In India, the betel and areca play an important role in Indian culture especially among Hindus. All the traditional ceremonies governing the lives of Hindus use betel and areca. For example to pay money to the priest, they keep money in the betel leaves and place it beside the priest.
The betel and areca also play an important role in Vietnamese culture. In Vietnamese there is a saying that “the betel begins the conversation”, referring to the practice of people chewing betel in formal occasions or “to break the ice” in awkward situational conversations. The betel leaves and areca nuts are used ceremonially in traditional Vietnamese weddings. Based on a folk tale about the origins of these plants, the groom traditionally offer the bride’s parents betel leaves and areca nuts (among other things) in exchange for the bride. The betel and areca are such important symbols of love and marriage such that in Vietnamese the phrase “matters of betel and areca” (chuyá»‡n tráº§u cau) is synonymous with marriage.
—-Medicinal Action and Uses:
Betel leaves are chiefly used as a gently stimulant, apparently inducing a mild sensation of well-being. They also affect the digestive system, stimulating salivary secretions, relieving gas, and preventing worm infestation. In many Asian traditions, including Ayurvedic medicine, betel leaves are thought to have aphrodisiac and nerve tonic properties. In Chinese herbal medicine, betel root, leaves, and fruit are sometimes used as a mild tonic and stomach-settling herb. The root has been used with black pepper or jequirity to produce sterility in women.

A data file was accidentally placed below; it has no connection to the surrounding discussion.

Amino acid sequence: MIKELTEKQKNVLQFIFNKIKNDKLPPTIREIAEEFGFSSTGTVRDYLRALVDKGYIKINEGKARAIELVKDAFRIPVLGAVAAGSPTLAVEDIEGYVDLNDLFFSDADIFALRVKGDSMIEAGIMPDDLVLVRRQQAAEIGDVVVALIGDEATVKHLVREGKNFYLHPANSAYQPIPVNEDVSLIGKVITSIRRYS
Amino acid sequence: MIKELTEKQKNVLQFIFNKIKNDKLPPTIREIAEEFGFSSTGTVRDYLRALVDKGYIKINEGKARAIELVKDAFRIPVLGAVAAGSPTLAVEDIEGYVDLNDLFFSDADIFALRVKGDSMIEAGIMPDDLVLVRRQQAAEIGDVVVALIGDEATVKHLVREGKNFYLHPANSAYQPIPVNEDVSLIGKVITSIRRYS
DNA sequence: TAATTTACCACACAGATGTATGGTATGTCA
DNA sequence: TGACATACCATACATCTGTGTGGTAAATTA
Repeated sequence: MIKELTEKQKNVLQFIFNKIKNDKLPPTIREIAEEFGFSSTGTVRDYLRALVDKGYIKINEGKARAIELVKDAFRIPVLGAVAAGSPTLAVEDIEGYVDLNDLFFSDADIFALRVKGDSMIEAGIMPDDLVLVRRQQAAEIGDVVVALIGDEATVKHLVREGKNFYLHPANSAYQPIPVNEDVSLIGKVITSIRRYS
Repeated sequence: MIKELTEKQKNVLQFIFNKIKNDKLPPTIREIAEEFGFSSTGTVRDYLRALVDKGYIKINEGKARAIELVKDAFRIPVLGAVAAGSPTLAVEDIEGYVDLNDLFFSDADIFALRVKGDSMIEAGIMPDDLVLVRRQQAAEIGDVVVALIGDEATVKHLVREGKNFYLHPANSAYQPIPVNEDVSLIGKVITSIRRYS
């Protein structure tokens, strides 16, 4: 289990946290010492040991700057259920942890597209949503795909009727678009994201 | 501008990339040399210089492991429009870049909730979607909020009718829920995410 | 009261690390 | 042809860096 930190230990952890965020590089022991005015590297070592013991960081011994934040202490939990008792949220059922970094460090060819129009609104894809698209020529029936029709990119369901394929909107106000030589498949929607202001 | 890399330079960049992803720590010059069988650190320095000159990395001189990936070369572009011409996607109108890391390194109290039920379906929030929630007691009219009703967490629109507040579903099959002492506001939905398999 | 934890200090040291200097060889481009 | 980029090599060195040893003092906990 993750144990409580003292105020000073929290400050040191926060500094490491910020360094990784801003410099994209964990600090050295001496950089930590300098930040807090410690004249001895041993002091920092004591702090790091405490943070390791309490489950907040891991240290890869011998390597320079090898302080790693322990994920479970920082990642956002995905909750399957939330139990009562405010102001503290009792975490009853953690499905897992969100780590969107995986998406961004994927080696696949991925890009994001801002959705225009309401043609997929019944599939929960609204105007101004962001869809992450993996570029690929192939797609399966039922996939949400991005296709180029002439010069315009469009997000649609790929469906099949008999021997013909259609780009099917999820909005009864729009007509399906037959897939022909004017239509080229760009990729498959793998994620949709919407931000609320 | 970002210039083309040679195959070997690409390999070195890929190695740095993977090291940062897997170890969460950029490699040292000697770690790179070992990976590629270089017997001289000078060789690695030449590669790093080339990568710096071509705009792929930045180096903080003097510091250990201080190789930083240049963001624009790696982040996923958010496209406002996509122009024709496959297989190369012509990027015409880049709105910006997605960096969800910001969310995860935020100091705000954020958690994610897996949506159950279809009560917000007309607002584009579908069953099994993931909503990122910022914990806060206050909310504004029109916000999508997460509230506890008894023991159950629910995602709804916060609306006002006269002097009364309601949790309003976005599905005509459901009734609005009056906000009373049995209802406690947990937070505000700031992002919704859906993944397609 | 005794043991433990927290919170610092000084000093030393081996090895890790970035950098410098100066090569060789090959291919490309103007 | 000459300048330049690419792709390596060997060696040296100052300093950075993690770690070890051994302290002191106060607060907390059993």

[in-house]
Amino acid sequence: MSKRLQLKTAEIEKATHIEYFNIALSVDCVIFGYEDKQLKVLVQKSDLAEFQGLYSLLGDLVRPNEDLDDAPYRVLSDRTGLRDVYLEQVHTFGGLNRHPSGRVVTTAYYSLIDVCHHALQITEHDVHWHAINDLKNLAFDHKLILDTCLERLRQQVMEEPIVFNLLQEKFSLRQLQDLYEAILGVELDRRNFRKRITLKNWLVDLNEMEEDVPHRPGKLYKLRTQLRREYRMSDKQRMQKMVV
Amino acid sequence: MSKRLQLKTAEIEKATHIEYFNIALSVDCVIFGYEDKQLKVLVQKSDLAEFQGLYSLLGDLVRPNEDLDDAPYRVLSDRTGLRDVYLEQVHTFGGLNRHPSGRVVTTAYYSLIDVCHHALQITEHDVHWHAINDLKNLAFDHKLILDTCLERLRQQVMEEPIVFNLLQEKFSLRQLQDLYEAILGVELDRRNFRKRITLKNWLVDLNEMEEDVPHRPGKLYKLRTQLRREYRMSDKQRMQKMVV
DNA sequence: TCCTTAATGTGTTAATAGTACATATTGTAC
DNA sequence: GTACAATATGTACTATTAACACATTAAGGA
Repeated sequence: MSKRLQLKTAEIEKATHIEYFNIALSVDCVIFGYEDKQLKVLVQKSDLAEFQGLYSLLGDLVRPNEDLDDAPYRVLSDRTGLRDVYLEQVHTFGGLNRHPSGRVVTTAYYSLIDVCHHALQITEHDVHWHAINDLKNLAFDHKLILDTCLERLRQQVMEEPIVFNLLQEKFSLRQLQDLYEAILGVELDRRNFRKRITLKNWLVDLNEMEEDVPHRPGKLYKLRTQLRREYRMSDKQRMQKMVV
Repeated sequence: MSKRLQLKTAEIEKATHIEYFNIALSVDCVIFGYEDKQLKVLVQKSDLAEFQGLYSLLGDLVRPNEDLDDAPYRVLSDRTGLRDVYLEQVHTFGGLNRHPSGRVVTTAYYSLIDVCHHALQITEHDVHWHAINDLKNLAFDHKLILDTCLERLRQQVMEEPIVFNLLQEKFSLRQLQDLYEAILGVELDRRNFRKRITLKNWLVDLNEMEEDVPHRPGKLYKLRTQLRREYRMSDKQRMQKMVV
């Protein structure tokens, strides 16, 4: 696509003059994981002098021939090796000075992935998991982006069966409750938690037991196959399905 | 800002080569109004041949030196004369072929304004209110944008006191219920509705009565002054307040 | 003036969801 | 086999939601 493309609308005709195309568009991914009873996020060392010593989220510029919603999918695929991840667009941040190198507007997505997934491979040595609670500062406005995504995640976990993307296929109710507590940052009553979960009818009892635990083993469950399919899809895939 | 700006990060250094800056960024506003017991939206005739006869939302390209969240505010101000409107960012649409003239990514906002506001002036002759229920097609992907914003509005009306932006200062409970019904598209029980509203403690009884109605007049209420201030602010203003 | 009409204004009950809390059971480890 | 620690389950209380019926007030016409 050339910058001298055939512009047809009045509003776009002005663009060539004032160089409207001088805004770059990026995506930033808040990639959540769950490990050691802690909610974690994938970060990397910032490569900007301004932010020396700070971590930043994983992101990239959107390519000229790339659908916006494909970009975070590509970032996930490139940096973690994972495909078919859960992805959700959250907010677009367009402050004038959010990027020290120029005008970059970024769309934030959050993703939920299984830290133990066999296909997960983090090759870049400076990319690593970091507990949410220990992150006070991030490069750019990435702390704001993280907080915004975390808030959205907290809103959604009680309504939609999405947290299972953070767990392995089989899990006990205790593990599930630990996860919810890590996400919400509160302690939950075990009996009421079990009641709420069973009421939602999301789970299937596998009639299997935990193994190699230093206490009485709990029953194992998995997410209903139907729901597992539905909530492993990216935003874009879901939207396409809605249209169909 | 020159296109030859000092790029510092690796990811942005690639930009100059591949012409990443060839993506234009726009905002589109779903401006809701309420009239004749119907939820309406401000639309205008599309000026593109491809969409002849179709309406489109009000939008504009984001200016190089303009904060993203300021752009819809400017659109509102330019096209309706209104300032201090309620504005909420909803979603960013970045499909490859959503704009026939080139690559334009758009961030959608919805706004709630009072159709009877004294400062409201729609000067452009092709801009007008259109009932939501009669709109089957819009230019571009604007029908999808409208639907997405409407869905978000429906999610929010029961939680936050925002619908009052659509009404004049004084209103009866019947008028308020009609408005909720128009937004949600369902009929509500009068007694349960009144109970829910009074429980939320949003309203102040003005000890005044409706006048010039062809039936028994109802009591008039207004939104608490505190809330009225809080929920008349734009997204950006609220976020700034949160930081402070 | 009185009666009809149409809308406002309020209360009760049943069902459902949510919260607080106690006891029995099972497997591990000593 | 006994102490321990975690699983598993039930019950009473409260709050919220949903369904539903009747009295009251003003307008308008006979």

-The Betel (Piper betle) is a spice whose leaves have medicinal properties.The leaves are stimulant antiseptic and sialogogue; the oil is an active local stimulant used in the treatment of respiratory catarrhs as a local application or gargle, also as an inhalant in diphtheria. In India the leaves are used as a counter-irritant to suppress the secretion of milk in mammary abscesses. The juice of 4 leaves is equivalent in power to one drop of the oil.
In India, they use betel to cast out (cure) worms.
Betel leaves are used as a stimulant, an antiseptic and a breath-freshener Paan. In Ayurvedic medicine, they are used as an aphrodisiac. In Malaysia they are used to treat headaches, arthritis and joint pain. In Thailand and China they are used to relieve toothache. In Indonesia they are drunk as an infusion and used as an antibiotic. They are also used in an infusion to cure indigestion, as a topical cure for constipation, as a decongestant and as an aid to lactation.